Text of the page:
24. End of Intermission



The story concluded – I sat in silence. A cloud of smoke had settled overhead. The ashtray needed emptying, actually…we needed more cigarettes. What was I supposed to say? He had given me a piece of his life. A tragic piece – sharp and dangerous. What was I supposed to do with it? Was I supposed to bury it? Pretend this never happened? Console him? No. He was an adult – he didn’t need comfort. Even if he did, it wasn’t my place. I just so happened to be here at the time. A quirk of fate. Nothing more.

There was that uncomfortable stretch of time when you don’t really know what to do. Nobody talks because you’re both listening strenuously for the slightest sound to clue you into the truth. We were waiting anxiously for something to snap.

“Happy now?” he muttered. His head was low, the smoke trailing from the cigarette held carelessly in his hand. He kept his eyes pinned to the floor, on my feet. I shrugged my shoulders and got up, pacing around slowly, forcing him to move if he wanted to keep his eyes on me.

“Now we’re even.”

“Why does it matter?”

I turned back at him. “It doesn’t. That’s the point.”

He shook his head. “Do you have any idea what you’re talking about?”

I turned and smiled at him. “Sometimes.”

“And the rest of the time?”

“I make it up as I go along and try to move quick enough for nobody to notice.”

And he laughed a little to himself, a reserved laugh that hid behind his pain, behind his misery. A laugh that showed his weakness, or that showed his lack thereof. He hadn’t laughed in ages. When he did, it was hidden in other emotions, buried too deep to get out.

“You’re not scared of anything, are you?” he asked. He dared to look up at me for a moment. I thought about it for a bit.

“I never was too crazy about spiders…”

And he laughed again, louder this time, coughing on the smoke. I smiled as best as I could manage. As much as I resented being here, being under containment, it wasn’t the worst situation in the world. Things could always be a lot worse.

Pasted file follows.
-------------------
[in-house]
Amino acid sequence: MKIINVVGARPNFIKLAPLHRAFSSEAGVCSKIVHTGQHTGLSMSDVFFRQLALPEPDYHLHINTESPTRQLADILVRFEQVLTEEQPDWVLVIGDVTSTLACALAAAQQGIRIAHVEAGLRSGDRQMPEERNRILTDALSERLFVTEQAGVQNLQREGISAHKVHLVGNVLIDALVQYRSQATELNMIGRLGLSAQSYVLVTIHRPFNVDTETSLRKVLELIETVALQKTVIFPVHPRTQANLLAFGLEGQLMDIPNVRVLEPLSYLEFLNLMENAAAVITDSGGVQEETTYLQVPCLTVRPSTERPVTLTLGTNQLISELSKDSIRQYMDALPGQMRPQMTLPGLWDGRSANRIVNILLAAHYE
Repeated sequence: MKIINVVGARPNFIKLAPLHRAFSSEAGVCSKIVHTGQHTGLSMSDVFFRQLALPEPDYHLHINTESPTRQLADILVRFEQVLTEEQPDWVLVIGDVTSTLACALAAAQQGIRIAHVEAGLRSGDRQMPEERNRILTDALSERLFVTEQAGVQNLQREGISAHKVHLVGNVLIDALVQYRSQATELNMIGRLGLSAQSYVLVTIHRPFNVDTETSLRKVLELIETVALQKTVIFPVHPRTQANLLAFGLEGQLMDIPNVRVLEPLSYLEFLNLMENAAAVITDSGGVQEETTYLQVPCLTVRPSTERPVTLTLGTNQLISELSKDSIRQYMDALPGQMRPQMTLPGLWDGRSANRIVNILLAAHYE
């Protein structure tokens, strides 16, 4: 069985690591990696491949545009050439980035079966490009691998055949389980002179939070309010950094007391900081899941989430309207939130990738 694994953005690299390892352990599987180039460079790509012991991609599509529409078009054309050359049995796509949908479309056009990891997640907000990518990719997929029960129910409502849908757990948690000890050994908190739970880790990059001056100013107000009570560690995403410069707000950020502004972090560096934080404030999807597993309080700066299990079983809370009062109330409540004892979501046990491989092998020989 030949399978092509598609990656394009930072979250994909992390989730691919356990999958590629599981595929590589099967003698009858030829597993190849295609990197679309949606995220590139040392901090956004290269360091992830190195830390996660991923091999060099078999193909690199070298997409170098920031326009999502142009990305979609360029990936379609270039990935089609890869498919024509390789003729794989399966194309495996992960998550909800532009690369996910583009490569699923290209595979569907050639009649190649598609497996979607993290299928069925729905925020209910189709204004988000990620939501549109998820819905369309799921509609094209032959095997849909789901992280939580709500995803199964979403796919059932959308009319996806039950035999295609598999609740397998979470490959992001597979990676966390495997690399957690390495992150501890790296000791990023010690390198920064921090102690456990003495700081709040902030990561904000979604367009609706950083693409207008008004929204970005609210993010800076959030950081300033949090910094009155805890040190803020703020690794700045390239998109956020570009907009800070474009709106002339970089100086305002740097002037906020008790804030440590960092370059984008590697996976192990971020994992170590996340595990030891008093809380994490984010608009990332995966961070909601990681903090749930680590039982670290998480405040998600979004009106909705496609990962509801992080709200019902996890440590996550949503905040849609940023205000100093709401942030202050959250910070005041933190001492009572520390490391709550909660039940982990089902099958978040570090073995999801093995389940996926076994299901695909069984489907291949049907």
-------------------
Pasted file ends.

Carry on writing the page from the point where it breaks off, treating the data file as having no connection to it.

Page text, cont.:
There was a child captive in the man’s body, a younger, bolder self – dying to be free. We all had one, but his was visible on the surface, screaming through his eyes. I finished my smoke and went back to where he was to put it out. I was within arm’s reach; the usual chill ran down my spine. I hated being closer than I had to be. It was just…intolerable. He reached a hand out to touch my arm. I jumped and he pulled back quick.



“I’m sorry,” he whispered, his eyes returning to the floor. I shook my head defiantly.

“No reason to be.”

He shook his head, but it was more of an absentminded nod. He was still looking at the ground. He agreed in barely audible tones and the topic dropped. He got up and shifted past me carefully, staying out of reach. I was out of range and so was he.

“I’m going to sleep,” he said finally, after he’d gotten past. I nodded and watched him go, sitting myself back down to think.

He wasn’t a scumbag. He was human in there. He had a heart and soul and cared. But then again, he was working for the enemy. He was playing both sides. Unless he had an ulterior motive. Unless he was only on this side of the line to gain something.

I had to talk to Layne. I had to find out the truth. But while I was here, that was impossible. How long would they hold me here? How long would my life be put on hold for the assumption of investigation? How would I know when it was clear to go? I trusted my freedom to someone else’s word.

Serkis would come. She’d fight this. She’d have to. She was the great Serkis Draft. Now and forever.

I gave up on thinking and trudged off to sleep myself. There was no point in trying to figure out the obvious. There would be plenty of time to think, there wasn’t anything else to do in this steel box. Nothing but think. My own mind would be my only comfort and closest friend.

Oh goody.

I went to sleep and woke up without interruption. Sylum was gone, as usual. We spent a lot of days like that. Weeks crept by. Serkis didn’t surface until we were three weeks into it. Sylum happened to be home that day. I was curled up in my room, writing aimlessly, when I heard the knock at the door. Nobody ever visited. Nobody came in or out except Sylum. I jumped up and ran out into the living room. Sylum crept to the door gun in hand. He looked through the peephole, saw nothing, and opened slowly. He had a gun leveled at his head.

“Nice to see you again, Officer Bishop.”

“Don’t you have any manners?”

Serkis edged herself in, pushing Sylum back with the gun. He was smiling, ironically. She smiled too, closed the door neatly behind herself, and gestured to Sylum.

“Drop the gun, it’s not nice to threaten a lady.”

He smiled wickedly at her. “You show me a lady and I won’t threaten.”